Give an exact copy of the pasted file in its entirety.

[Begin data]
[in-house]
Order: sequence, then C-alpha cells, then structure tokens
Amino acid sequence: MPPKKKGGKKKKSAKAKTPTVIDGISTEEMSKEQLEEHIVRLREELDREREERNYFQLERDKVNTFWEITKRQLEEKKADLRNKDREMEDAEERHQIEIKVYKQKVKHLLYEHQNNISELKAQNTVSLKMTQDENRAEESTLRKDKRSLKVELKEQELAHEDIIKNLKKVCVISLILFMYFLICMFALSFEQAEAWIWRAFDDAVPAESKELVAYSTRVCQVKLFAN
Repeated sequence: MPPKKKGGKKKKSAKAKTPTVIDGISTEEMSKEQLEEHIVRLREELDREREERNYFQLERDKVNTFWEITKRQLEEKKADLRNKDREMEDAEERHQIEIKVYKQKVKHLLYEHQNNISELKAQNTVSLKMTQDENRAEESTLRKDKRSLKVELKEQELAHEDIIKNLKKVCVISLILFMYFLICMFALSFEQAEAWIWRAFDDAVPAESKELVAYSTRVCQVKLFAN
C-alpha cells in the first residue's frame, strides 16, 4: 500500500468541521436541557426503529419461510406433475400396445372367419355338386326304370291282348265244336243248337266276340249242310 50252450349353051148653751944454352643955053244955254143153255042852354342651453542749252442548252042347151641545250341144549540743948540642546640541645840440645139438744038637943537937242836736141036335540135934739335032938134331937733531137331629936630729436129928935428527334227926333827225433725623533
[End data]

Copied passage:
[in-house]
Order: sequence, then C-alpha cells, then structure tokens
Amino acid sequence: MPPKKKGGKKKKSAKAKTPTVIDGISTEEMSKEQLEEHIVRLREELDREREERNYFQLERDKVNTFWEITKRQLEEKKADLRNKDREMEDAEERHQIEIKVYKQKVKHLLYEHQNNISELKAQNTVSLKMTQDENRAEESTLRKDKRSLKVELKEQELAHEDIIKNLKKVCVISLILFMYFLICMFALSFEQAEAWIWRAFDDAVPAESKELVAYSTRVCQVKLFAN
Repeated sequence: MPPKKKGGKKKKSAKAKTPTVIDGISTEEMSKEQLEEHIVRLREELDREREERNYFQLERDKVNTFWEITKRQLEEKKADLRNKDREMEDAEERHQIEIKVYKQKVKHLLYEHQNNISELKAQNTVSLKMTQDENRAEESTLRKDKRSLKVELKEQELAHEDIIKNLKKVCVISLILFMYFLICMFALSFEQAEAWIWRAFDDAVPAESKELVAYSTRVCQVKLFAN
C-alpha cells in the first residue's frame, strides 16, 4: 500500500468541521436541557426503529419461510406433475400396445372367419355338386326304370291282348265244336243248337266276340249242310 50252450349353051148653751944454352643955053244955254143153255042852354342651453542749252442548252042347151641545250341144549540743948540642546640541645840440645139438744038637943537937242836736141036335540135934739335032938134331937733531137331629936630729436129928935428527334227926333827225433725623533